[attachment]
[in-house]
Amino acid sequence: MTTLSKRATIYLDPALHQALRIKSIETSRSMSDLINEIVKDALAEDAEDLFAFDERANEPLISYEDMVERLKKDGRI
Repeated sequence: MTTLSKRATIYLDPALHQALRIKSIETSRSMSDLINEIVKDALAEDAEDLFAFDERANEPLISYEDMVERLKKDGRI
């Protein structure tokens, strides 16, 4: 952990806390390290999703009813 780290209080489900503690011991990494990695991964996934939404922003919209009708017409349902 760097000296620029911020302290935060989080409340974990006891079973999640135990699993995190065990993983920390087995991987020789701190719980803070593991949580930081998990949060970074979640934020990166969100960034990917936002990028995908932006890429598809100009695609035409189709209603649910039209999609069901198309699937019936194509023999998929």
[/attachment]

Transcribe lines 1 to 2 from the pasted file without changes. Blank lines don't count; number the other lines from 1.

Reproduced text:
[in-house]
Amino acid sequence: MTTLSKRATIYLDPALHQALRIKSIETSRSMSDLINEIVKDALAEDAEDLFAFDERANEPLISYEDMVERLKKDGRI